Bosnia: Historic Match Marred by Violence

Though ruined by crowd violence and lousy football, this week's "friendly" game between Bosnia and Yugoslavia was a step forward for both countries.

Bosnia: Historic Match Marred by Violence

Though ruined by crowd violence and lousy football, this week's "friendly" game between Bosnia and Yugoslavia was a step forward for both countries.

While the historic football match between Bosnia-Herzegovina and Yugoslavia, played in Sarajevo on Wednesday night, reflected the very worst of the ethnic bigotry and violence that plagued the Nineties, there were also signs that many want to put the past behind them.


The largely Serb Yugoslav team defeated their Bosniak-dominated opponents by two goals to nil in a poor match officiated by a Croatian referee.


The game and its aftermath was marred by ethnic tensions, suggesting that ugly nationalist fervour remains a serious problem, but the relatively low level of violence as well as some of the surprisingly mature post-match comments and criticism in both countries proved how much attitudes and relations have improved since the end of the war.


"The behaviour of some of the fans on both sides was disgraceful," Sarajevo cab driver Esad Hadzic told IWPR. "Last night I was personally ashamed because Bosnia has always treated its visitors with warmth. That was not the way to welcome a guest - whoever he may be.


"However, there are many more tensions and incidents at some of the domestic games, not to mention infamous English fans and their clashes," Esad added. "It seems that football brings some evil out of people, so I guess we somehow passed this test."


According to UN officials, 19 local policemen were injured - two of them seriously - while trying to prevent clashes between the rival fans. In addition, at least two Yugoslav supporters were beaten up after a mob stopped a car bearing Montenegrin registration plates and took the passengers out. "Such attitudes have no place in modern society," said UN spokeswoman Kirsten Haupt.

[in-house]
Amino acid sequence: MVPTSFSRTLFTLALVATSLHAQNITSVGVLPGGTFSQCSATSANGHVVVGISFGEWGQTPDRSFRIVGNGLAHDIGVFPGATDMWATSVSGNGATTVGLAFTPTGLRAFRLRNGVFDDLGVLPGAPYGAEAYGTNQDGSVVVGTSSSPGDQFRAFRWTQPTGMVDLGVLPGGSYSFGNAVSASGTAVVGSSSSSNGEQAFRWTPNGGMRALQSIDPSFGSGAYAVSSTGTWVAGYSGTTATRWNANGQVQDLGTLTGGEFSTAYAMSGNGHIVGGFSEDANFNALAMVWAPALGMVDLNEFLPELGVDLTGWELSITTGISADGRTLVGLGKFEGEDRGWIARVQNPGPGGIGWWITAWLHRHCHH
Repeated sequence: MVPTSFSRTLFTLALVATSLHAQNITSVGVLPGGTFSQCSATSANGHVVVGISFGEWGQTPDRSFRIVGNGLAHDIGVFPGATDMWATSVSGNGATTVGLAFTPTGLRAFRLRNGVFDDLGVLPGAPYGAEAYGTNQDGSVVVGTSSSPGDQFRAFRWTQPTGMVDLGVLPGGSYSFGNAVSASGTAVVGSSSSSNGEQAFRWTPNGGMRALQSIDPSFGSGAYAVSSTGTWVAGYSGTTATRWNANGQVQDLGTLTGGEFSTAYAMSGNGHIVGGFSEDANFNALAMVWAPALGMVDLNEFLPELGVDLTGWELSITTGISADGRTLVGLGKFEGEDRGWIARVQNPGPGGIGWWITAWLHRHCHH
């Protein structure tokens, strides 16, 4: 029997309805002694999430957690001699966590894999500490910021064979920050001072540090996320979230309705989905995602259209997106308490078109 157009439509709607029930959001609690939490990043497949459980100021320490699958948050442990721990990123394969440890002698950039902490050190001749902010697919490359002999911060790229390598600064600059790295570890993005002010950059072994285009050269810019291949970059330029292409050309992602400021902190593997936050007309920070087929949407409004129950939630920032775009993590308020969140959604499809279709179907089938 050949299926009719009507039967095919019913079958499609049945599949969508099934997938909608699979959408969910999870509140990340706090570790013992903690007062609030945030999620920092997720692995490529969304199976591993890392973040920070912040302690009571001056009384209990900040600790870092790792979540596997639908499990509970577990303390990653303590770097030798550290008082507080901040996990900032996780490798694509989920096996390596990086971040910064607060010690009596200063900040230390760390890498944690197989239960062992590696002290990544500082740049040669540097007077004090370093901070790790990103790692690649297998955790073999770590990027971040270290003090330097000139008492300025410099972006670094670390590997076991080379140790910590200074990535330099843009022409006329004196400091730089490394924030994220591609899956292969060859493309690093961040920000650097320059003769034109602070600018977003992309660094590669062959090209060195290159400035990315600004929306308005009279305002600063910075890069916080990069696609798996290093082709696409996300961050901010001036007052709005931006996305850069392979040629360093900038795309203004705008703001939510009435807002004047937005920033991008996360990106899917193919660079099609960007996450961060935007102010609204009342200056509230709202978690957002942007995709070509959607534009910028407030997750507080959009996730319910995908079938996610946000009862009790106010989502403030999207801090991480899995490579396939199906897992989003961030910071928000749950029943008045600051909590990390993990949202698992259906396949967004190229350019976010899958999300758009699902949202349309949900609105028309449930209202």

The local police, whose professional performance was highly-praised by the UN International Police Task Force, arrested at least eight Bosnian fans.


The cause of the tension was obvious. Bosniaks blame Serbia for initiating and participating in the war in Bosnia, in an attempt to divide the country and establish a "Greater Serbia".


These tensions have ensured despite the fact that since the end of the Bosnian conflict in late 1995 - and especially after the fall of Slobodan Milosevic five years later - the two former Yugoslav republics have significantly improved bilateral relations.


As a result, the two national teams played each other for the first time since the early Nineties at a tournament in India in 2001, far away from die-hard extremists.


As last Wednesday's game was the first post-war encounter to be played on home turf, many analysts dubbed it "an historic event" which would mark a new chapter in relations between the two sovereign states.


However, it turned out to be a grim experience, thanks to lousy football, miserable weather and the incidents during and after the match.


Groups of fans attempted to provoke one another, with Yugoslav supporters chanting names of Bosnian Serb leaders and indicted war crimes suspects Radovan Karadzic and Ratko Mladic, and Muslims responding with cries "Allahu'ekber" (God is great). The exchange of insults threatened to turn into a serious clash after the match, a possibility prevented by local police.


Most of the players behaved professionally and ethically, although the Bosnian media on Thursday criticised Yugoslavia's internationally renowned defender Sinisa Mihajlovic for provocative nationalist behaviour - including his use of the three-finger Serbian victory sign.


But it was not all bad news. The following day's media coverage appeared to be less interested in exploring and exploiting the aforementioned incidents than analysing the game itself and assessing the performance of the two teams ahead of their upcoming European Championship qualifiers.


Football aside, the general public in both Sarajevo and Belgrade appeared to blame small groups of crazed fans for once again giving both countries a bad name. "Sport must be seen separately from politics, but I don't think it will be possible until a new generation come along with a new way of thinking," said Dejan Radulovic, a salesman from Belgrade.


Janez Kovac is a pseudonym for a Sarajevo-based journalist. Daniel Sunter from Belgrade contributed to this report.


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